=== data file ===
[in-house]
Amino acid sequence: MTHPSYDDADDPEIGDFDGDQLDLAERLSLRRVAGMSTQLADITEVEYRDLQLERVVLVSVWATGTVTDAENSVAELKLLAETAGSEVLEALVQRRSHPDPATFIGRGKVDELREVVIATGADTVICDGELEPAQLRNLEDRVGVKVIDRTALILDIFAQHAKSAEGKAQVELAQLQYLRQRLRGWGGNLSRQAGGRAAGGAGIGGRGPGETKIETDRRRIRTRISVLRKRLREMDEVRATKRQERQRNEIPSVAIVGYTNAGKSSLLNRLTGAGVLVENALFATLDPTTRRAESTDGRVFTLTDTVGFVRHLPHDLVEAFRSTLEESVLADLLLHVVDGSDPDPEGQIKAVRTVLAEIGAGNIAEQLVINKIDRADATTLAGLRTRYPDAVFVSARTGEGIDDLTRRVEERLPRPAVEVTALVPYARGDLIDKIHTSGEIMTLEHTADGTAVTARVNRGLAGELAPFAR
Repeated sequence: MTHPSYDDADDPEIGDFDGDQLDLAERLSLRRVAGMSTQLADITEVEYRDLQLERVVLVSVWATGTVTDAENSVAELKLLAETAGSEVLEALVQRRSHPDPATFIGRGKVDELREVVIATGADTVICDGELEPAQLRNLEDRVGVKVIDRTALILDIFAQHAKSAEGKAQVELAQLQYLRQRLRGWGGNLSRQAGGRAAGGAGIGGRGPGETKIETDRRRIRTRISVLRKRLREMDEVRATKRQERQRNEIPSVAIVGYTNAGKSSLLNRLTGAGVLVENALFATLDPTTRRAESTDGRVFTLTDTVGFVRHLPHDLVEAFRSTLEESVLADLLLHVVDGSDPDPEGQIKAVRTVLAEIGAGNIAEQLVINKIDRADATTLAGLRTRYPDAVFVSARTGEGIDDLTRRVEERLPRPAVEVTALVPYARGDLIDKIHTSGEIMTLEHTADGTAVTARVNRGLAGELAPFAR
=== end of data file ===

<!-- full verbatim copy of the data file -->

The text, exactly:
[in-house]
Amino acid sequence: MTHPSYDDADDPEIGDFDGDQLDLAERLSLRRVAGMSTQLADITEVEYRDLQLERVVLVSVWATGTVTDAENSVAELKLLAETAGSEVLEALVQRRSHPDPATFIGRGKVDELREVVIATGADTVICDGELEPAQLRNLEDRVGVKVIDRTALILDIFAQHAKSAEGKAQVELAQLQYLRQRLRGWGGNLSRQAGGRAAGGAGIGGRGPGETKIETDRRRIRTRISVLRKRLREMDEVRATKRQERQRNEIPSVAIVGYTNAGKSSLLNRLTGAGVLVENALFATLDPTTRRAESTDGRVFTLTDTVGFVRHLPHDLVEAFRSTLEESVLADLLLHVVDGSDPDPEGQIKAVRTVLAEIGAGNIAEQLVINKIDRADATTLAGLRTRYPDAVFVSARTGEGIDDLTRRVEERLPRPAVEVTALVPYARGDLIDKIHTSGEIMTLEHTADGTAVTARVNRGLAGELAPFAR
Repeated sequence: MTHPSYDDADDPEIGDFDGDQLDLAERLSLRRVAGMSTQLADITEVEYRDLQLERVVLVSVWATGTVTDAENSVAELKLLAETAGSEVLEALVQRRSHPDPATFIGRGKVDELREVVIATGADTVICDGELEPAQLRNLEDRVGVKVIDRTALILDIFAQHAKSAEGKAQVELAQLQYLRQRLRGWGGNLSRQAGGRAAGGAGIGGRGPGETKIETDRRRIRTRISVLRKRLREMDEVRATKRQERQRNEIPSVAIVGYTNAGKSSLLNRLTGAGVLVENALFATLDPTTRRAESTDGRVFTLTDTVGFVRHLPHDLVEAFRSTLEESVLADLLLHVVDGSDPDPEGQIKAVRTVLAEIGAGNIAEQLVINKIDRADATTLAGLRTRYPDAVFVSARTGEGIDDLTRRVEERLPRPAVEVTALVPYARGDLIDKIHTSGEIMTLEHTADGTAVTARVNRGLAGELAPFAR